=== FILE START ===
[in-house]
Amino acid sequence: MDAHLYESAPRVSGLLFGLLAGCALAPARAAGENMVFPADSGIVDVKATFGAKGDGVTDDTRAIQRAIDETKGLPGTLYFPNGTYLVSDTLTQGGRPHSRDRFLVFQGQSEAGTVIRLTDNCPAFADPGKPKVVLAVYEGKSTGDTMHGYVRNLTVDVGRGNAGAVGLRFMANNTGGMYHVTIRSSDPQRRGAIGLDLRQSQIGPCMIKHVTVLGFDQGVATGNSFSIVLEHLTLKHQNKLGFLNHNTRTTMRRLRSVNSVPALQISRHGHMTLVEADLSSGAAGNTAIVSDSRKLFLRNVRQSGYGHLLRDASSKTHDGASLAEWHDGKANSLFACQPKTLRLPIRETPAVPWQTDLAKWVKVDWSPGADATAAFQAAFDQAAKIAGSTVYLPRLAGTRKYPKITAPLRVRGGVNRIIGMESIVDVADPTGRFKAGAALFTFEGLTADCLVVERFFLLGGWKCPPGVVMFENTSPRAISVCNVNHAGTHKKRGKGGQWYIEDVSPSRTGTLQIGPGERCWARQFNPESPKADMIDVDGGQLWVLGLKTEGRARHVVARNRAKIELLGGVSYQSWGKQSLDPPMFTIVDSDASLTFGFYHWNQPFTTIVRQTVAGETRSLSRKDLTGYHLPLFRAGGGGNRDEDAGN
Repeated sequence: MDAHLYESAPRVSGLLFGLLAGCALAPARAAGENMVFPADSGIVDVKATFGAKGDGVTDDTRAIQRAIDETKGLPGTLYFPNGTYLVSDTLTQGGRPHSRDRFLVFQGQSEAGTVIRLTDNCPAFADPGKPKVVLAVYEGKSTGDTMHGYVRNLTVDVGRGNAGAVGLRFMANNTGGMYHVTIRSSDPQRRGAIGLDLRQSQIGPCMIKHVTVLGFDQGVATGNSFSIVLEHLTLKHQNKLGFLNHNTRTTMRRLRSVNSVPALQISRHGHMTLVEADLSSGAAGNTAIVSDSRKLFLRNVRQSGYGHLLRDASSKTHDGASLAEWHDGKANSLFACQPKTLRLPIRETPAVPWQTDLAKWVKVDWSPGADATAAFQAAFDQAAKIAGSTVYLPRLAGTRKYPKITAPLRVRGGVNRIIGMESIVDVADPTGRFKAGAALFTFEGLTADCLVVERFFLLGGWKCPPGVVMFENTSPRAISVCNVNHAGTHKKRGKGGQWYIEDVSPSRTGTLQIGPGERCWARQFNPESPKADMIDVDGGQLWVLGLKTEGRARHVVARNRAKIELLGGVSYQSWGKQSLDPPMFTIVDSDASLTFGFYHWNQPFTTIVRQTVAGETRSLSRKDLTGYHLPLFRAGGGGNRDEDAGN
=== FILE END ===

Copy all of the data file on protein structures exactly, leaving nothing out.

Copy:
[in-house]
Amino acid sequence: MDAHLYESAPRVSGLLFGLLAGCALAPARAAGENMVFPADSGIVDVKATFGAKGDGVTDDTRAIQRAIDETKGLPGTLYFPNGTYLVSDTLTQGGRPHSRDRFLVFQGQSEAGTVIRLTDNCPAFADPGKPKVVLAVYEGKSTGDTMHGYVRNLTVDVGRGNAGAVGLRFMANNTGGMYHVTIRSSDPQRRGAIGLDLRQSQIGPCMIKHVTVLGFDQGVATGNSFSIVLEHLTLKHQNKLGFLNHNTRTTMRRLRSVNSVPALQISRHGHMTLVEADLSSGAAGNTAIVSDSRKLFLRNVRQSGYGHLLRDASSKTHDGASLAEWHDGKANSLFACQPKTLRLPIRETPAVPWQTDLAKWVKVDWSPGADATAAFQAAFDQAAKIAGSTVYLPRLAGTRKYPKITAPLRVRGGVNRIIGMESIVDVADPTGRFKAGAALFTFEGLTADCLVVERFFLLGGWKCPPGVVMFENTSPRAISVCNVNHAGTHKKRGKGGQWYIEDVSPSRTGTLQIGPGERCWARQFNPESPKADMIDVDGGQLWVLGLKTEGRARHVVARNRAKIELLGGVSYQSWGKQSLDPPMFTIVDSDASLTFGFYHWNQPFTTIVRQTVAGETRSLSRKDLTGYHLPLFRAGGGGNRDEDAGN
Repeated sequence: MDAHLYESAPRVSGLLFGLLAGCALAPARAAGENMVFPADSGIVDVKATFGAKGDGVTDDTRAIQRAIDETKGLPGTLYFPNGTYLVSDTLTQGGRPHSRDRFLVFQGQSEAGTVIRLTDNCPAFADPGKPKVVLAVYEGKSTGDTMHGYVRNLTVDVGRGNAGAVGLRFMANNTGGMYHVTIRSSDPQRRGAIGLDLRQSQIGPCMIKHVTVLGFDQGVATGNSFSIVLEHLTLKHQNKLGFLNHNTRTTMRRLRSVNSVPALQISRHGHMTLVEADLSSGAAGNTAIVSDSRKLFLRNVRQSGYGHLLRDASSKTHDGASLAEWHDGKANSLFACQPKTLRLPIRETPAVPWQTDLAKWVKVDWSPGADATAAFQAAFDQAAKIAGSTVYLPRLAGTRKYPKITAPLRVRGGVNRIIGMESIVDVADPTGRFKAGAALFTFEGLTADCLVVERFFLLGGWKCPPGVVMFENTSPRAISVCNVNHAGTHKKRGKGGQWYIEDVSPSRTGTLQIGPGERCWARQFNPESPKADMIDVDGGQLWVLGLKTEGRARHVVARNRAKIELLGGVSYQSWGKQSLDPPMFTIVDSDASLTFGFYHWNQPFTTIVRQTVAGETRSLSRKDLTGYHLPLFRAGGGGNRDEDAGN